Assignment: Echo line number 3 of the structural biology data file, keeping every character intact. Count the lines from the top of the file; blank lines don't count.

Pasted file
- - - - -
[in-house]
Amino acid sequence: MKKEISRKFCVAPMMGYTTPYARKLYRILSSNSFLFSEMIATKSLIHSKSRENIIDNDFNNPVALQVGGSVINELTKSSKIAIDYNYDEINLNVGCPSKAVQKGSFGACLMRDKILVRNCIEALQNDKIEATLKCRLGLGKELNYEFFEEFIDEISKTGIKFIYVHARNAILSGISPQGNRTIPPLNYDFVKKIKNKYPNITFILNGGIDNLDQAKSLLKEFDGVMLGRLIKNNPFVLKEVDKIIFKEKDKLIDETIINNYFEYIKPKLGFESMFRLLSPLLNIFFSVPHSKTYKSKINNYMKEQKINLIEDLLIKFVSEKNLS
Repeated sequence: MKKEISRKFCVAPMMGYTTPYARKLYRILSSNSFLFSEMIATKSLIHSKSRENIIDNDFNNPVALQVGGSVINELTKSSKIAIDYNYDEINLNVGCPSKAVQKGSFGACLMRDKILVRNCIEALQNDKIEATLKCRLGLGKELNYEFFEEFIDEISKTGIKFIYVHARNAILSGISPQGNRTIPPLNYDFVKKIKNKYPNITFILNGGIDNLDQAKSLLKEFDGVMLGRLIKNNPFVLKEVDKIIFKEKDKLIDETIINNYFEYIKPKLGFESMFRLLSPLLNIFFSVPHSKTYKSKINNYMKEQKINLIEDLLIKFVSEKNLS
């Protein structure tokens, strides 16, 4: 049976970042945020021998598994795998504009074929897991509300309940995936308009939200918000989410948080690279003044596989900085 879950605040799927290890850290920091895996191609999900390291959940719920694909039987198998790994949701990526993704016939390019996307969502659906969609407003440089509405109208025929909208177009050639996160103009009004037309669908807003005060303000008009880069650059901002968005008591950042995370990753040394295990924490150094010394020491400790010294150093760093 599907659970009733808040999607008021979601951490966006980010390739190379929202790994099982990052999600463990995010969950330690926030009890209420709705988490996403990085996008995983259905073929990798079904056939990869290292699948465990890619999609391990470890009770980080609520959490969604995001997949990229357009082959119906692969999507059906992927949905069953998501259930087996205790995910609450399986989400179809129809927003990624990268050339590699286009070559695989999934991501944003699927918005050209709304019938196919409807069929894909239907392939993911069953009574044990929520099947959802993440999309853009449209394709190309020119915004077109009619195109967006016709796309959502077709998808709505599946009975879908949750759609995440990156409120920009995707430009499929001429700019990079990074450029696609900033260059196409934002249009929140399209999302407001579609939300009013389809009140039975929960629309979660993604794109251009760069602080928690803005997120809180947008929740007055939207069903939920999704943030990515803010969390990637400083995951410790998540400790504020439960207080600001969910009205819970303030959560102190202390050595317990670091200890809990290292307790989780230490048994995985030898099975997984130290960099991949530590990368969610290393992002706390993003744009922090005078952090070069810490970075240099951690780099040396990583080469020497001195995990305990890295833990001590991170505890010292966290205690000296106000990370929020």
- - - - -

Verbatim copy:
Repeated sequence: MKKEISRKFCVAPMMGYTTPYARKLYRILSSNSFLFSEMIATKSLIHSKSRENIIDNDFNNPVALQVGGSVINELTKSSKIAIDYNYDEINLNVGCPSKAVQKGSFGACLMRDKILVRNCIEALQNDKIEATLKCRLGLGKELNYEFFEEFIDEISKTGIKFIYVHARNAILSGISPQGNRTIPPLNYDFVKKIKNKYPNITFILNGGIDNLDQAKSLLKEFDGVMLGRLIKNNPFVLKEVDKIIFKEKDKLIDETIINNYFEYIKPKLGFESMFRLLSPLLNIFFSVPHSKTYKSKINNYMKEQKINLIEDLLIKFVSEKNLS